I remember when I first encountered Fafhrd and the Grey Mouser. I was still in high school and a family friend was working his way through the five ‘Swords’ story collections that had been published at that point. On his recommendation I picked up an anthology with “Ill Met in Lankhmar”. I was immediately sucked in by the dark, weird story and by the relationship between the seven foot tall Northern barbarian and the small, mercurial thief and former wizard’s apprentice.
As soon as I’d finished the story, I forced my mother to take me to the nearest bookstore where I could get Swords and Devilitry, Swords Against Death, and the other books in the series. The adventures of this unlikely pair have always seemed to me to be the purest stuff of swords and sorcery, the best the subgenre has had to offer. The only book that ever really competed was Michael Shea’s 1982 collection Nifft the Lean. The stories were if anything darker and weirder than the adventures of Fafhrd and the Grey Mouser, and Nifft wasn’t especially likable, but it too was the pure quill, the real deal.
Looking back after nearly seventeen years reading for reviews and I guess twelve years reading for year’s best anthologies, I’m struck by the fact that these were cycles of short stories. The modern swords and sorcery, as exemplified by Steven Erikson, Joe Abercrombie, Scott Lynch and so on, is very much a thing of long novels and longer story cycles. Very few writers are attempting to put the kind of depth and complexity into their swords and sorcery short stories today that Leiber, Shea, Moorcock with Elric and others were a quarter century and more ago.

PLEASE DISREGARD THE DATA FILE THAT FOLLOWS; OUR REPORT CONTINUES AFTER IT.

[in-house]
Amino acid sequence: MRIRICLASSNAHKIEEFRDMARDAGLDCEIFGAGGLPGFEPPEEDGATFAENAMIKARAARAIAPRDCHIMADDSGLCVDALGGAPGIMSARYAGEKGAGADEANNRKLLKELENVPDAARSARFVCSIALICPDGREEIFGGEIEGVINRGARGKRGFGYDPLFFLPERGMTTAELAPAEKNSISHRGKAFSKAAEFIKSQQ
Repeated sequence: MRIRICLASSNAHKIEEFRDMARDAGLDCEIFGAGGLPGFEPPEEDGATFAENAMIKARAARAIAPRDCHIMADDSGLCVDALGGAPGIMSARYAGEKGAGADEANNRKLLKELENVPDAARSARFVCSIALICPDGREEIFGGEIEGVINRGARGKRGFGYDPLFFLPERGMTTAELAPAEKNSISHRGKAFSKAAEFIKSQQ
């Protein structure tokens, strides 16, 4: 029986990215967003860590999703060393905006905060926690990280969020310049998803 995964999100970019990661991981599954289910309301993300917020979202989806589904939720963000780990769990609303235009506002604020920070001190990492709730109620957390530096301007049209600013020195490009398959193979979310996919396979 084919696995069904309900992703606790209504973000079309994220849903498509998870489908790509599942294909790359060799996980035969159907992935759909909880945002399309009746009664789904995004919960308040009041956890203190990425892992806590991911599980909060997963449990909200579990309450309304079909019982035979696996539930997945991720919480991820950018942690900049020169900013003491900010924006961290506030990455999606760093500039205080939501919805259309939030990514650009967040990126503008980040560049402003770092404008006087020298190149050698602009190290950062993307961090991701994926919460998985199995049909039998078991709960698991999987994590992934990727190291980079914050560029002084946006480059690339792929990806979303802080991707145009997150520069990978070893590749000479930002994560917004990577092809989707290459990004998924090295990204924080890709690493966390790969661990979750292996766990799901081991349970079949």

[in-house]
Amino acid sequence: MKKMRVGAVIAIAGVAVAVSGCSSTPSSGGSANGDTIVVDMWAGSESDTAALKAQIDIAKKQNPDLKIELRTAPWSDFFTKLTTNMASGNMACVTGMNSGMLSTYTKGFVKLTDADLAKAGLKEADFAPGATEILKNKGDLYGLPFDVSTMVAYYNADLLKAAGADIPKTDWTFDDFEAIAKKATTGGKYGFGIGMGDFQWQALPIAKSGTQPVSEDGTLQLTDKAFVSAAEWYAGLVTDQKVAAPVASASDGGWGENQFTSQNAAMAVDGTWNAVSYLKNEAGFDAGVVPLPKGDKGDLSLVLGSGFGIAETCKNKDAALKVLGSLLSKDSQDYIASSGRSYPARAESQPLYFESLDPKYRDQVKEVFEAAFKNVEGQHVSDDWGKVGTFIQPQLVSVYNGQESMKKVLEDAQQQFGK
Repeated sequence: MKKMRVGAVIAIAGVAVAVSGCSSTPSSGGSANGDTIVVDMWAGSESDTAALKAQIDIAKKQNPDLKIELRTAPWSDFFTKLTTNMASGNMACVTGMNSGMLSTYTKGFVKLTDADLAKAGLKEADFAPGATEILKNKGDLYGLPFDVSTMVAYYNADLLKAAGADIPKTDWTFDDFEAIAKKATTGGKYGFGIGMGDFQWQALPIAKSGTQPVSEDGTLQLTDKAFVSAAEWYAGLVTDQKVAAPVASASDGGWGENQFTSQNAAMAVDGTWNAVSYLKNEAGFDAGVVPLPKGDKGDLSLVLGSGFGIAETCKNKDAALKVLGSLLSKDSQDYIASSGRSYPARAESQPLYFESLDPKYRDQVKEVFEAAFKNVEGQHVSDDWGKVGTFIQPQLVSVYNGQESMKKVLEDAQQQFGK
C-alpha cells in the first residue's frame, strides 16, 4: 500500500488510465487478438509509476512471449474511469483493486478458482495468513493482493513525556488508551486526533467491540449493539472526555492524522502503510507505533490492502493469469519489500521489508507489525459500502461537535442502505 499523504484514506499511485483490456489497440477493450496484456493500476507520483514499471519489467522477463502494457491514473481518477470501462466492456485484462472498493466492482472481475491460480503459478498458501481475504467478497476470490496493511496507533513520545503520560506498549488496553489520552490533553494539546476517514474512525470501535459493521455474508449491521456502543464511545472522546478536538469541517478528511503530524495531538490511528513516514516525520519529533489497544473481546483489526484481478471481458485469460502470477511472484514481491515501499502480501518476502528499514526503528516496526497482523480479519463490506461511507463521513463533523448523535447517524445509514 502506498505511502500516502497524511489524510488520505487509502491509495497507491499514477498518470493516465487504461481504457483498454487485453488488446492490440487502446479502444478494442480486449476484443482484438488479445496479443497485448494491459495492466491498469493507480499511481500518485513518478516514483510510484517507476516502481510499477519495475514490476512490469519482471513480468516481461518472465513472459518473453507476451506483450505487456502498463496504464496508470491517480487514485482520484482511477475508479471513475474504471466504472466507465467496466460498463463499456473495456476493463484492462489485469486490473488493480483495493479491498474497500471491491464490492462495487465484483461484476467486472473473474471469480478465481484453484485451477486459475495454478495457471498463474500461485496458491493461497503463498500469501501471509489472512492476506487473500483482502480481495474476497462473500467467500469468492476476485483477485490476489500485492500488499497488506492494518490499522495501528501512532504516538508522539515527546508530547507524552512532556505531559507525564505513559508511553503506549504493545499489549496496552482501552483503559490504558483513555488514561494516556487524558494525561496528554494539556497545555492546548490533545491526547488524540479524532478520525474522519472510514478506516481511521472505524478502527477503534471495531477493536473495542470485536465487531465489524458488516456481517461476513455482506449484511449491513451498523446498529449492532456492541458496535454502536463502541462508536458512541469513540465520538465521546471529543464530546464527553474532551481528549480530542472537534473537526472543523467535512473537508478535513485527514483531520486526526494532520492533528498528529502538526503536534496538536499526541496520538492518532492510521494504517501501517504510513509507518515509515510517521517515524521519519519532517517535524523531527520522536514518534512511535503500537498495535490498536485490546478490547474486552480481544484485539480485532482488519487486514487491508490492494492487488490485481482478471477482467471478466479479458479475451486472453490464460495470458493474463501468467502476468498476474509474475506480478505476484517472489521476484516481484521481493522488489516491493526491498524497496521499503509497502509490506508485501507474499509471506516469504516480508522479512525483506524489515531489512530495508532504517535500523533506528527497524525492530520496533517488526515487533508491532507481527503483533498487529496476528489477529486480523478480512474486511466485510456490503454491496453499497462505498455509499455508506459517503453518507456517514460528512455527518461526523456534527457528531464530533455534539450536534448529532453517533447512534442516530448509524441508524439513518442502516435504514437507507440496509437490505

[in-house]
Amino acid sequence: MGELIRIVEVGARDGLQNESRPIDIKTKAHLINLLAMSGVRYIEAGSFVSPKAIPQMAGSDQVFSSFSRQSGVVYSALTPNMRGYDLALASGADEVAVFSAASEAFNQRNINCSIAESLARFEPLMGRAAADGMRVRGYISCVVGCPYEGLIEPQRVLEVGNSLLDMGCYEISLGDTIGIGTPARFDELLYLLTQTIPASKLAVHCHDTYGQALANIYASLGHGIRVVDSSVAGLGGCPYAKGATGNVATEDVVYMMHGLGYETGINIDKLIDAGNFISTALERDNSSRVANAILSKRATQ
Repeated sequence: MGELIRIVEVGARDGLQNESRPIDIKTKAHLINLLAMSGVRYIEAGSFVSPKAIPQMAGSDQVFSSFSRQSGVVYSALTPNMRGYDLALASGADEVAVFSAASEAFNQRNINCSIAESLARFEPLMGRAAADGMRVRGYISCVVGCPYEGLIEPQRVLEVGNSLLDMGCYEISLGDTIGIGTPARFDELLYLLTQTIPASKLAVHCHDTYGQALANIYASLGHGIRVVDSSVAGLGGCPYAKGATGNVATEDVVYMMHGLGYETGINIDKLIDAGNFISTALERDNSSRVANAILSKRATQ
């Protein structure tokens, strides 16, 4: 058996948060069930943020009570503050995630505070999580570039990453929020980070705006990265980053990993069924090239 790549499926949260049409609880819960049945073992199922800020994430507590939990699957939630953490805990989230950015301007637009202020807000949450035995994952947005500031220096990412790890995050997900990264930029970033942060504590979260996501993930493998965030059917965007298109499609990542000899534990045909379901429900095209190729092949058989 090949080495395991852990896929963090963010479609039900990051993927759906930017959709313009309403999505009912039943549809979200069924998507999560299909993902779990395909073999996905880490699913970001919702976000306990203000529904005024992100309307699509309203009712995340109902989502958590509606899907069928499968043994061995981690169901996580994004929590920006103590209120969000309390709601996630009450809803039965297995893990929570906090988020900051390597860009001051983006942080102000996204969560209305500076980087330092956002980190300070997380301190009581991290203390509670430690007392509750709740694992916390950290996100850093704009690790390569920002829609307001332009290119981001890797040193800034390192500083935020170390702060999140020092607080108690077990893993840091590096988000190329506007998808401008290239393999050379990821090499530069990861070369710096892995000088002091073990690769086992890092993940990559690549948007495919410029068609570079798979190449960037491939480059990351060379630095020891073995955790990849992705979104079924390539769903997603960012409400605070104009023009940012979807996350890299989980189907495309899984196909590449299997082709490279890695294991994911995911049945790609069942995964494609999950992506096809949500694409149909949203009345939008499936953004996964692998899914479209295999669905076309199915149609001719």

Well, last year Garth Nix wrote a story that may be the beginnings of something very special indeed. The April 2007 issue of Baen’s Universe included his novelette “Sir Hereward and Mr Fitz Go to War Again”, a wonderful piece of stuff about the tall and reasonably handsome Sir Hereward and his partner in crime, the weird sorcerous puppet Mr Fitz. I won’t go into any details about the story, other than to say it’s been nominated for a handful of awards already, is in at least one year’s best anthology, and you can read it here for free.
And that brings us to Ann and Jeff VanderMeer’s forthcoming pirate anthology, Fast Ships, Black Sails. The book closes with a long novelette (or short novella), “Beyond the Sea Gate of the Scholar-Pirates of Sarskoe”. It’s the second “Sir Hereward and Mister Fitz” adventure and is probably my favorite story by Nix to date. A swords and sorcery tale very much in the mode of Fafhrd and the Grey Mouser, it opens with our two heroes attempting to resurrect a mission gone awry by taking ship with a particularly fearsome pirate who has intercepted some of the equipment that the pair need in order to traverse the Secret Channels, storm the Sea Gate built by the scholar-pirates of Sarskoe, and enter their long hidden fortress. Much follows – cannibalism, betrayal, sorcerous battles and even deicide – in what really is a marvelous story.
How good is it? Well, it’s worth the $14.95 price tag for Fast Ships, Black Sails by itself. Quite honestly, were you to hate every other story in the anthology (and you won’t) you’d still be in front. I’ve heard that likely we will hear more from Hereward and Fitz, so pre-order the anthology now, and join me in the wait for more from this intrepid duo.